However, you may not be aware that Sheila was an early member of the MIDIRS editorial board and contributed greatly to MIDIRS Midwifery Digest, imparting her wisdom and knowledge, shaping the foundations for what MIDIRS is today.
Sheila was not a midwife but a social anthropologist with specialist interest in pregnancy, childbirth and parenting, campaigning tirelessly for women, supporting choice based on sound information.
As an honorary professor of the University of West London, Sheila lectured and taught in the field of midwifery, specialising in social anthropology, birth and breastfeeding.
She was a staunch advocate of home birth and it was one of her greatest beliefs that all women should be empowered to make the choice of giving birth at home if no unavoidable risk factors were apparent. Leading by example, Sheila gave birth to all five of her children, including twins, at home.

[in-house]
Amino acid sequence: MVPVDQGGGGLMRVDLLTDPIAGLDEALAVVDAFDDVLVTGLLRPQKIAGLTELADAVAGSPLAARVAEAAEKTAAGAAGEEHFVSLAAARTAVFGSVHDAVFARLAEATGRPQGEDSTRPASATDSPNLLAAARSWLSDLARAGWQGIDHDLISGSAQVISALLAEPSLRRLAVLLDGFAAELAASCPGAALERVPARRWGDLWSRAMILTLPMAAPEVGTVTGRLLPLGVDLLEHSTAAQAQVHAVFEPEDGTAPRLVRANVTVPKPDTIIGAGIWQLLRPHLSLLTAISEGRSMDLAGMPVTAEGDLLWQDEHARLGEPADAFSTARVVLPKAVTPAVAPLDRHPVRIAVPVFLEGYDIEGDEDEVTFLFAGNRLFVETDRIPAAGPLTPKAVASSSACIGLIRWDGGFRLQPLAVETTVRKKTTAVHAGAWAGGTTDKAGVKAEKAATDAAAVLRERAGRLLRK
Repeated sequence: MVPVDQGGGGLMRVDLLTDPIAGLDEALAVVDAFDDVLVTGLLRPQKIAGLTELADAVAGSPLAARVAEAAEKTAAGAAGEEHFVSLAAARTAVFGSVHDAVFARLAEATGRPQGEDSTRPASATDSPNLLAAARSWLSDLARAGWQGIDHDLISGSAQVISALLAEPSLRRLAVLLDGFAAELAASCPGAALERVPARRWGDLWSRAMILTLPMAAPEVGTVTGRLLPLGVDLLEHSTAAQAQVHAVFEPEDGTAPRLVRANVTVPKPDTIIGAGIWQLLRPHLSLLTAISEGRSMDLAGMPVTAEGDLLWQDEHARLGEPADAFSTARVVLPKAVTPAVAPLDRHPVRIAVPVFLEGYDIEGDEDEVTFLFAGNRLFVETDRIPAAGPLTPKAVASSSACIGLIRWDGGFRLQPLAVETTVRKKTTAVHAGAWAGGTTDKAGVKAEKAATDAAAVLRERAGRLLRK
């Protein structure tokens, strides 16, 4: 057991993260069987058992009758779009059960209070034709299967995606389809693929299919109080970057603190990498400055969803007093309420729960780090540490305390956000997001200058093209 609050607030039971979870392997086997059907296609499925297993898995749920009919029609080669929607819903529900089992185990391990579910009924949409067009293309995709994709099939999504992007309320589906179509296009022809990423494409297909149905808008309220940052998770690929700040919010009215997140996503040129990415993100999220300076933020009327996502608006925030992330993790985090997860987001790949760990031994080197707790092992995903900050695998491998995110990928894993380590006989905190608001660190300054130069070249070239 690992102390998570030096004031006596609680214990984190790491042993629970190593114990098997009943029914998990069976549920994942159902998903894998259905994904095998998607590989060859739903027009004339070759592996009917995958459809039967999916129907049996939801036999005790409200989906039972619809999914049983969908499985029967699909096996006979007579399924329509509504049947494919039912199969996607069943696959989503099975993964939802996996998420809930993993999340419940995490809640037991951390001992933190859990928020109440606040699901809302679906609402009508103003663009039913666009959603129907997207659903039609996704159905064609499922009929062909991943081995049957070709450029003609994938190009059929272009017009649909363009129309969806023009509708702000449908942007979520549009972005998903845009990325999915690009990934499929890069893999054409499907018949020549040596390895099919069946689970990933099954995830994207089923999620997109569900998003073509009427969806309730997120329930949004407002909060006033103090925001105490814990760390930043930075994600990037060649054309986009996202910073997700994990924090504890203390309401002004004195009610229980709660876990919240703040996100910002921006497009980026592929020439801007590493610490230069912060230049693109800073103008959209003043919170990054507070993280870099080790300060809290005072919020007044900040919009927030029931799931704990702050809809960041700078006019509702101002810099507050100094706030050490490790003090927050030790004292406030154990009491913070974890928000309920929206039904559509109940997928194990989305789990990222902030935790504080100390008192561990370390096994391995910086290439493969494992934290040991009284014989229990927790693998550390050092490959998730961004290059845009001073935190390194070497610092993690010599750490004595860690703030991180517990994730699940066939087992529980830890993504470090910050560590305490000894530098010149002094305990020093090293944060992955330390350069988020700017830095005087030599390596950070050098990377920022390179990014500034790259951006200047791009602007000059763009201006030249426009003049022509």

As an eminent author, Sheila wrote a great many books centred around childbirth, from pregnancy, breastfeeding and through the continuum to the transition to becoming a grandmother. The whole life spectrum!
Her latest and final book to be published this month (May), is her autobiography ‘A Passion for Birth. My life: anthropology, family and feminism’. This book demonstrates her passion for life and for women globally, inclusively. Although there may be some critics of her ideas and beliefs, women and midwives have been empowered and influenced by her work and her contribution to changing maternity care cannot be disputed. It has given women a platform and voice to have the choice of the birth they would wish for.
Although it is with great sadness that Sheila’s life has come to an end, we should celebrate the legacy she has left behind by supporting women through childbirth and beyond.